This article will investigate its uses, modes of action, side effects and precautions.
- What is aripiprazole?
- When is aripiprazole used?
- How does aripiprazole work?
- Side effects of aripiprazole
- Important warnings for aripiprazole
- Current research into aripiprazole
Fast facts on aripiprazole
Here are some key points about aripiprazole. More detail and supporting information is in the main article.
- Aripiprazole is classed as an atypical antipsychotic.
- The drug is used for a number of conditions, most commonly schizophrenia.
- The exact mode of action for aripiprazole is still unclear.
- Aripiprazole can be useful in the treatment of certain autistic symptoms.
- Side effects can include aching limbs, dizziness and seizures.
- Aripiprazole was first approved for use in schizophrenia in 2002.
- In rare cases, it can cause neuroleptic malignant syndrome.
- Aripiprazole is being investigated for a potential role in the treatment of cocaine addiction.
What is aripiprazole?
Aripiprazole is an antipsychotic that works at a number of receptors and transporters.
Aripiprazole is classed as an atypical (second-generation) antipsychotic. It works at a large number of sites, including receptors and transporters.
Its chemical name is C23H27Cl2N3O2
The drug mediates its action by either blocking receptors (antagonist) or by binding to them and inducing an opposite response to receptor's normal role (inverse agonist).
Aripiprazole exerts its impact via various receptors including multiple subtypes of serotonin, dopamine, adrenergic, muscarinic acetylcholine and histamine receptors. It also works on serotonin, norepinephrine and dopamine transporter proteins.
The drug was first approved by the US Food and Drug Administration (FDA) for use in schizophrenia in 2002.
When is aripiprazole used?
Aripiprazole is used predominantly for the treatment of schizophrenia and bipolar disorder but can also be used as an add-on treatment for major depressive disorder, tic disorders, obsessive-compulsive disorders and irritability associated with autism.2
Schizophrenia was the first illness to be targeted by aripiprazole. The decision by the FDA to approve its use was based on clinical trials that showed aripiprazole's ability to lessen psychotic episodes and reduce relapses when compared to a placebo.
The current consensus of scientific opinion is that aripiprazole's effect is comparable to a number of other typical and atypical antipsychotics. It has fewer side effects than some, but more than others.3 Aripiprazole is considered a middle-range antipsychotic regarding its effectiveness.4
Aripiprazole can be effective in treating the acute manic episodes of bipolar disorder in adults, adolescents and children.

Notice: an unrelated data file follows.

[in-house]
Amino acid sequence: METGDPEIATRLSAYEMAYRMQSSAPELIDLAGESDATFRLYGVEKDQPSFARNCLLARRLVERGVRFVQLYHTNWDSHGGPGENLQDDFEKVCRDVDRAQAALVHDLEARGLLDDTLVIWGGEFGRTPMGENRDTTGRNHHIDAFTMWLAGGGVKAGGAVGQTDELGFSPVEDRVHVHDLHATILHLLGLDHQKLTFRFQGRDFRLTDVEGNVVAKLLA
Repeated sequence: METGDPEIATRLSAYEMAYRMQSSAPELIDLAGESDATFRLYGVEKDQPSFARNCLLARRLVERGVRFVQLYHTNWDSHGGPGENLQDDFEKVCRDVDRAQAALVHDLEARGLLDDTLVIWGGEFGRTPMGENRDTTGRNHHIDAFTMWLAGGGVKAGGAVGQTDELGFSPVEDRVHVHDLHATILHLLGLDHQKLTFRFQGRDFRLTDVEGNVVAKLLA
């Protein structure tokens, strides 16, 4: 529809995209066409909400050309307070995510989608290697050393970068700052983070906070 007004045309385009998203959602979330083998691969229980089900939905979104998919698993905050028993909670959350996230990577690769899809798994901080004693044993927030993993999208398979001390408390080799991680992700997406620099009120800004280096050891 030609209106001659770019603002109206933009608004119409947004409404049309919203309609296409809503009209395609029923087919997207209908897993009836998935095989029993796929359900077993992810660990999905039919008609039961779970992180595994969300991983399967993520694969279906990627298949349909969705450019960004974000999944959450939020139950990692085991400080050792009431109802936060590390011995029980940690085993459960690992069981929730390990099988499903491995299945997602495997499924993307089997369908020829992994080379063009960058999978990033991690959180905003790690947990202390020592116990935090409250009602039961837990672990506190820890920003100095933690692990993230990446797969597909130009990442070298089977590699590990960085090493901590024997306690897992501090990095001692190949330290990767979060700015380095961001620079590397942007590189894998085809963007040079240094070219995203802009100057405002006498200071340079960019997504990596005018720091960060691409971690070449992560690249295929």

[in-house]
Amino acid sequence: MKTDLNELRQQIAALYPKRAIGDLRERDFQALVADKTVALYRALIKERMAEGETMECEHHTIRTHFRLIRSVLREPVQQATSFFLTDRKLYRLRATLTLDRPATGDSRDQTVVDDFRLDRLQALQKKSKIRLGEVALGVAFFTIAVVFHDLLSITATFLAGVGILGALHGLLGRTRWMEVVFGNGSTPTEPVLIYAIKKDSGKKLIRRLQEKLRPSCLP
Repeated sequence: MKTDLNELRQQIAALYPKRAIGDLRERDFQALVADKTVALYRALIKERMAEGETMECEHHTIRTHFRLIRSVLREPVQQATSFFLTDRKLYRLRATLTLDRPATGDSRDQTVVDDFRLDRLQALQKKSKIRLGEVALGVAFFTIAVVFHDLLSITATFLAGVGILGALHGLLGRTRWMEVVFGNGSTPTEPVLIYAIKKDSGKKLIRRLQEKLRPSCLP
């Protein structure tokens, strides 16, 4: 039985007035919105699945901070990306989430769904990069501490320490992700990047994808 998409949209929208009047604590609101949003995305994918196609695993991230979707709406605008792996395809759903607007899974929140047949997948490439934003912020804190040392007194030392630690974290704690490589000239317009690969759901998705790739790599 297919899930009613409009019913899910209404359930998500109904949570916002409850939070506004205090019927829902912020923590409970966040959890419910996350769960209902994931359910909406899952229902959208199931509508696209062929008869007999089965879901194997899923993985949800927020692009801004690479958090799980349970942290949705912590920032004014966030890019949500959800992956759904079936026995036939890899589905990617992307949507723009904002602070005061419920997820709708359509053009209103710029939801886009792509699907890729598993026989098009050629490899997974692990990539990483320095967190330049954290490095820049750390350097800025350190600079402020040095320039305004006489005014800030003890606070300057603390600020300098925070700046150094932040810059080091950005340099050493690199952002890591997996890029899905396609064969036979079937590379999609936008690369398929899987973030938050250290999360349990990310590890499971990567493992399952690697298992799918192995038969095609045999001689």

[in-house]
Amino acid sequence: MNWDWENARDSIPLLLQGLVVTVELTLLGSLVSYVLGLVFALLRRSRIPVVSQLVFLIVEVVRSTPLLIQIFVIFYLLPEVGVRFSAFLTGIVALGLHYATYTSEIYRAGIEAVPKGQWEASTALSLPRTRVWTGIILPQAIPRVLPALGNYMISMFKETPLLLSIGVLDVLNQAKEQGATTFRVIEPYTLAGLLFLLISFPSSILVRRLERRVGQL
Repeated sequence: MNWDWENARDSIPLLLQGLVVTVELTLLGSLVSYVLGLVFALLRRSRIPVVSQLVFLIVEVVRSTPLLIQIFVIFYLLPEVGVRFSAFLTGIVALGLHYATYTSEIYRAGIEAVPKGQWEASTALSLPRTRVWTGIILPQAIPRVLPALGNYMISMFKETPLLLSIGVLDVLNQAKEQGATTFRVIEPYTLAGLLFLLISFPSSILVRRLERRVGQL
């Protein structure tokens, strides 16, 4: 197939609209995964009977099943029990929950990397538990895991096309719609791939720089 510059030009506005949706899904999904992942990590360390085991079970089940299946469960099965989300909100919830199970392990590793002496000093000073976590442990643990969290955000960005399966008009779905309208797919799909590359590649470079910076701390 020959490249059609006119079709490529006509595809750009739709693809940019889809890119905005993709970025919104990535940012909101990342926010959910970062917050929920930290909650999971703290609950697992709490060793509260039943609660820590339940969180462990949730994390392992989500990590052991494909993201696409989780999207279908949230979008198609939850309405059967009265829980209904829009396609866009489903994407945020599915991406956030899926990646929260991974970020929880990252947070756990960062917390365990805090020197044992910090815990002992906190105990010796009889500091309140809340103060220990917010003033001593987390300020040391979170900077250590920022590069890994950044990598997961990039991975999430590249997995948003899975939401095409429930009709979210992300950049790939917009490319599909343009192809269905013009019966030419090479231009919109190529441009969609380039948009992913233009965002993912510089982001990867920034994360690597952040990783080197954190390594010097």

However, its effect is only useful for the manic phases with little or no effect on the depressive phases. For this reason, aripiprazole is often used in conjunction with mood stabilizers. This dual approach is effective, but increases the risk of movement disorders (extrapyramidal symptoms).5
Some patients are prescribed aripiprazole in conjunction with antidepressants, however, as above, this increases the risk of movement disorders; there is also an additional risk of weight gain.
Aripiprazole can be useful in reducing some aspects of autistic behavior. Studies show that it can reduce irritability, hyperactivity and repetitive movements (stereotypy) in autistic children and youths.
The side effects include weight gain, drooling, tremors and sleepiness.
There is some evidence that low doses of aripiprazole can yield positive results in obsessive-compulsive disorders (OCD) that are resistant to selective serotonin reuptake inhibitors (SSRI) alone.6
How does aripiprazole work?
As with other atypical antipsychotics, the exact method of action for aripiprazole is not known. The design of the drug was based on the dopamine hypothesis.
The dopamine hypothesis predicts that dopamine hyperactivity in the mesolimbic pathways of the brain (also known as reward pathways) causes delusions, hallucinations and disorganized thoughts.
Dopamine inactivity in the mesocortical pathways (involved in cognitive control, motivation and emotional response) and the prefrontal cortex (an area implicated in planning complex cognitive behavior and moderating social behavior) leads to an impairment in linguistic ability, an inability to experience pleasure and autism.7
Aripiprazole's effects at dopamine receptors are thought to decrease dopamine production and stabilize the dopamine system.8
On the next page, we look at the side effects for aripiprazole, related warnings and current research.